14. pgw says:

    I played around a little bit trying to find other possibilities Matt could have used, and there aren’t many. Best I could do:

    SAVANNAH FATS (Minnesota’s long-lost sister maybe?)
    ALBUQUERQUE TACO (though there’s ambiguity at Four Corners)
    DELANO AÑO (a year in the life of Cesar Chavez)

    They get less cluable from there. There’s a near-miss with Colorado that would have been pretty cool – one more N-state on its border and you’d have, e.g., DURANGO UNKNOWN. (Though again with the Four Corners thing muddying the waters.)

    Evad, I also noticed Trinidad as an alternate city in Texas. Also Earle, if you count former railroad towns that have been swallowed up by large cities.

    I liked this one a lot, but then I have something of a map fetish.

  15. joon says:

    oh, that is good. i should have had this—a few weeks ago matt was tweeting about words that can be formed by states bordering a particular state and said “why didn’t i use this for a meta instead of tweeting about it?” it seems those tweets have since been deleted, but i remember.

    • Neville says:

      I also remembered, and that’s how I solved the meta mid-puzzle solve. Thank goodness for Twitter – I think I’d’ve had a heck of a time otherwise!

    • Matt says:

      Yeah, I was anguished over whether to use this after having tweeted. Fortunately the damage was limited — only two people mentioned having seen the tweet who got the meta, since i deleted them quickly. But still, not something I will make a habit of.

      • Jed says:

        I didn’t remember the tweets until just *after* I solved the meta, so no help to me – even though I had favorited them…

  16. Garrett says:

    I came up with this table:
    Topeka + Mo Missouri (cMOn)
    Shreveport + Ma Mass (MAt)
    Laramie + Mi Michigan (cMInus)
    Duluth + Wi Wisconson (WIns)

    Then I drew a line from each city to the next (top-down in the list), then from the bottom of the list going up, a line from Duluth to each state I had the two letter postal abbreviation for. What fell out of this was a form remarkably similar to Idaho, though rotated ~40+ degrees. Waco was the closest to this structure, and when I added Waco in and redrew the base to include it, it looked even more like Idaho.

    Thus, I submitted Waco trinIDad and Trinidad is the only word in the grid with ID in it.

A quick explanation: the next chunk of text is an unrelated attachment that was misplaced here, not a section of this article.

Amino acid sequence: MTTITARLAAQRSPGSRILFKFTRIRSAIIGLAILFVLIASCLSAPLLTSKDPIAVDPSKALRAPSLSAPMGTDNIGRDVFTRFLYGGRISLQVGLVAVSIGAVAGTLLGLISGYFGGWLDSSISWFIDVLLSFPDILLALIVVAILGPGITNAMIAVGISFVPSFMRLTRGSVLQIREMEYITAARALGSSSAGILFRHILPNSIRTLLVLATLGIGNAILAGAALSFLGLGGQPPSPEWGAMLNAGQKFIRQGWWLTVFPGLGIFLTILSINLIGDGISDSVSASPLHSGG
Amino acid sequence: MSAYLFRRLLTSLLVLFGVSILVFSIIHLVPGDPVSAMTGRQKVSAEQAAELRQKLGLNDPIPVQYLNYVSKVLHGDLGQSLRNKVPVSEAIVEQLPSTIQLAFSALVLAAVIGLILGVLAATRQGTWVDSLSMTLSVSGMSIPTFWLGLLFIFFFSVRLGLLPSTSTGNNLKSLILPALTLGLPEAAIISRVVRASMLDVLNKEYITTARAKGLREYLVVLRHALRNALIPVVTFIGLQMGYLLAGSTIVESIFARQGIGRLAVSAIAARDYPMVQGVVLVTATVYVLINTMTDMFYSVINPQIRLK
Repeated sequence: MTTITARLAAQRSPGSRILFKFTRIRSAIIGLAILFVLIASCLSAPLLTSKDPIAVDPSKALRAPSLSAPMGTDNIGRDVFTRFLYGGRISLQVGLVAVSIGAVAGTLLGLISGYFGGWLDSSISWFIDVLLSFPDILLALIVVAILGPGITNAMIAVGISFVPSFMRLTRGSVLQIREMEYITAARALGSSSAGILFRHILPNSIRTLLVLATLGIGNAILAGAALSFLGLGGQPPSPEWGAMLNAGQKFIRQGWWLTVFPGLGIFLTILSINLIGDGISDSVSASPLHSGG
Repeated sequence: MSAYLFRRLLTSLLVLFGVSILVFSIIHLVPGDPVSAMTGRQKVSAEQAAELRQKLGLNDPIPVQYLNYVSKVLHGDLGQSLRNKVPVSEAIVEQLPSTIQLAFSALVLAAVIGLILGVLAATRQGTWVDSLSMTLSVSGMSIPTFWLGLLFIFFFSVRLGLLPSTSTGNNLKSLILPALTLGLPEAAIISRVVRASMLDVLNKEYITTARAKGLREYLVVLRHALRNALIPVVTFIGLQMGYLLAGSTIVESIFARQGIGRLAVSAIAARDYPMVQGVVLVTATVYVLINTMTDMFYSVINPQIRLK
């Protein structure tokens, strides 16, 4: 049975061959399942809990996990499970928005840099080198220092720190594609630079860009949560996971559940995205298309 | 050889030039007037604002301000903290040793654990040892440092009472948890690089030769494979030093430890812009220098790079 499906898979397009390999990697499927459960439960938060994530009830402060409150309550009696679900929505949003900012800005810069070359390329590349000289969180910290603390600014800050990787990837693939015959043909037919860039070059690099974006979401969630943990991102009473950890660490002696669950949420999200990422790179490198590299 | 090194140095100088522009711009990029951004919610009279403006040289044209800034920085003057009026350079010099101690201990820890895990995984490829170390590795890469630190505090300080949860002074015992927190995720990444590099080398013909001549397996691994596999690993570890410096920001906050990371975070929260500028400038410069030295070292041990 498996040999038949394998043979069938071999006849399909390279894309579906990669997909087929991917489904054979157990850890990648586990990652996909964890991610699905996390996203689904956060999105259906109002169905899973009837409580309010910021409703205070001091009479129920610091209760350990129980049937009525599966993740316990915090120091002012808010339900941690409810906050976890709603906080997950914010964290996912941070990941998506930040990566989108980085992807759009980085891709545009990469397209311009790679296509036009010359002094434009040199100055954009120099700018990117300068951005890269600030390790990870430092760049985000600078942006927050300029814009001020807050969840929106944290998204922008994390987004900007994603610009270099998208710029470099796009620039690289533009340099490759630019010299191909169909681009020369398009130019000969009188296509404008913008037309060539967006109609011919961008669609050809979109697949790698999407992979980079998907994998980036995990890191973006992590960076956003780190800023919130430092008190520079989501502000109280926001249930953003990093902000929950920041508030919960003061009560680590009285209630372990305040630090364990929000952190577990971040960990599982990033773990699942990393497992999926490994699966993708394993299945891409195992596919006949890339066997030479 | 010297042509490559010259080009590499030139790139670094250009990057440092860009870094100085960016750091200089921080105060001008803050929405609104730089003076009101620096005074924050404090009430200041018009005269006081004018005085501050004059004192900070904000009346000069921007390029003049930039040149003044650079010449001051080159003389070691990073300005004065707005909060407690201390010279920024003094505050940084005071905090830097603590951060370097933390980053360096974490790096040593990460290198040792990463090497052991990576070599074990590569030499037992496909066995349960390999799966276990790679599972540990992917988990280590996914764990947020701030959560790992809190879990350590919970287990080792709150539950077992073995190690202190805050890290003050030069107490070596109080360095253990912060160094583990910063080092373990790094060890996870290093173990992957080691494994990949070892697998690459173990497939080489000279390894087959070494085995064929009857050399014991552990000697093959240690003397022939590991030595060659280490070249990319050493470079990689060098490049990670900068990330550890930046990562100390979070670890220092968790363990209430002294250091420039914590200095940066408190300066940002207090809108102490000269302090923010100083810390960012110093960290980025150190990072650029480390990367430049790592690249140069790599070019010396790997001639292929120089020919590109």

And here is an interesting little observation… you have a game in each of the four theme fills. In the order they appear: Pokemon, Hearts, Clue, Whist. And Orem Briny yields Ombre (a fast-moving seventeenth-century trick-taking card game for three players that is the ancestor to Euchre, Boston and Solo Whist).

  17. Bob says:

    So this is a stretch, but I was getting desperate.

    Noting that the puzzle was on Black Friday, and that the 18D clue included a boldfaced MORE BLACK FRIDAY DOORBUSTERS, I searched for a shopping connection and found the name of a national retailer within each theme entry:


    Therefore, my 5th theme entry had to be

    Hey, when you shop on Black Friday, you go “All Around Town,” right?

  18. jefe says:

    I got hung up on the error in the 16A clue – it should be [Word usually seen pluralized in crosswords], not “see” (or “word you usually see”, or even just “word usually pluralized”). Since there were other clues referencing common crossword entries, I thought this might be relevant, so, out of ideas, I guessed Orem Ovum.

  19. lilroser says:

    Another fun meta, thanks Matt!

    One thing had me very stuck for a while – LARAMIECMINUS anagrams quite nicely to SIMILAR ACUMEN, and ACUMEN crosses the second A in LARAMIE…this seemed highly unlikely to be coincidental (but apparently it was!)

    After twisting my brain into knots for about 36 hours, I took a fresh look at the puzzle on Monday night after a couple of shots of tequila at dinner (this is not a regular habit, I am traveling in Mexico)…and I cracked DULUTH/WINS in about 3 minutes, and the rest fell quickly thereafter. This shall now be my preferred method of solving end-of-month metas!